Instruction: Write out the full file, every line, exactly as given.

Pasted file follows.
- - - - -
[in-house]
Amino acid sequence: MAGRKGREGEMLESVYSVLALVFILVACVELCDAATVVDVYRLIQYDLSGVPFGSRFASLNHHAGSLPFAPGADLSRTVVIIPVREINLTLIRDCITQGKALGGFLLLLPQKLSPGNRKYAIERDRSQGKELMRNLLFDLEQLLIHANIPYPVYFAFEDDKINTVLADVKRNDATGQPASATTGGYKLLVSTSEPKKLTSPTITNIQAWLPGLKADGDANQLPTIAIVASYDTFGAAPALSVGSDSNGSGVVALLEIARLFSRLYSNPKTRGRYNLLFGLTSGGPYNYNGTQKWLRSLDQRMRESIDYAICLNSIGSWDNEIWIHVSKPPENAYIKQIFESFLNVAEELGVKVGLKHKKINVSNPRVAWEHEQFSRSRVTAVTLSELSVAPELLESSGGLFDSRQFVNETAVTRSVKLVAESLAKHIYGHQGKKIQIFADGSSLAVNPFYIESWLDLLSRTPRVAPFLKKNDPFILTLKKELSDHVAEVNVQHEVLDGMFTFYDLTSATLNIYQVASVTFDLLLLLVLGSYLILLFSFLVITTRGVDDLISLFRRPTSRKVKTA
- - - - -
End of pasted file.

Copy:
[in-house]
Amino acid sequence: MAGRKGREGEMLESVYSVLALVFILVACVELCDAATVVDVYRLIQYDLSGVPFGSRFASLNHHAGSLPFAPGADLSRTVVIIPVREINLTLIRDCITQGKALGGFLLLLPQKLSPGNRKYAIERDRSQGKELMRNLLFDLEQLLIHANIPYPVYFAFEDDKINTVLADVKRNDATGQPASATTGGYKLLVSTSEPKKLTSPTITNIQAWLPGLKADGDANQLPTIAIVASYDTFGAAPALSVGSDSNGSGVVALLEIARLFSRLYSNPKTRGRYNLLFGLTSGGPYNYNGTQKWLRSLDQRMRESIDYAICLNSIGSWDNEIWIHVSKPPENAYIKQIFESFLNVAEELGVKVGLKHKKINVSNPRVAWEHEQFSRSRVTAVTLSELSVAPELLESSGGLFDSRQFVNETAVTRSVKLVAESLAKHIYGHQGKKIQIFADGSSLAVNPFYIESWLDLLSRTPRVAPFLKKNDPFILTLKKELSDHVAEVNVQHEVLDGMFTFYDLTSATLNIYQVASVTFDLLLLLVLGSYLILLFSFLVITTRGVDDLISLFRRPTSRKVKTA